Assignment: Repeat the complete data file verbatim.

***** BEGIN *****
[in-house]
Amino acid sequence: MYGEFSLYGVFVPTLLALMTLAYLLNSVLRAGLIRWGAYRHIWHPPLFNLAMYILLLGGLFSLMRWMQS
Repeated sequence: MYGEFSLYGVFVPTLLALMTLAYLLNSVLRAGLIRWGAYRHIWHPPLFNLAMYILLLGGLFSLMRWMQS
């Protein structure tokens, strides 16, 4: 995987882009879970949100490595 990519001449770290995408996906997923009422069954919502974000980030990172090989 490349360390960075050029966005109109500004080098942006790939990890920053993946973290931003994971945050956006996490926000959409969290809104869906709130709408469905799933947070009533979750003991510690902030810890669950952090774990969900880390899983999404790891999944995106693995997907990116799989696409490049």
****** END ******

[in-house]
Amino acid sequence: MYGEFSLYGVFVPTLLALMTLAYLLNSVLRAGLIRWGAYRHIWHPPLFNLAMYILLLGGLFSLMRWMQS
Repeated sequence: MYGEFSLYGVFVPTLLALMTLAYLLNSVLRAGLIRWGAYRHIWHPPLFNLAMYILLLGGLFSLMRWMQS
């Protein structure tokens, strides 16, 4: 995987882009879970949100490595 990519001449770290995408996906997923009422069954919502974000980030990172090989 490349360390960075050029966005109109500004080098942006790939990890920053993946973290931003994971945050956006996490926000959409969290809104869906709130709408469905799933947070009533979750003991510690902030810890669950952090774990969900880390899983999404790891999944995106693995997907990116799989696409490049």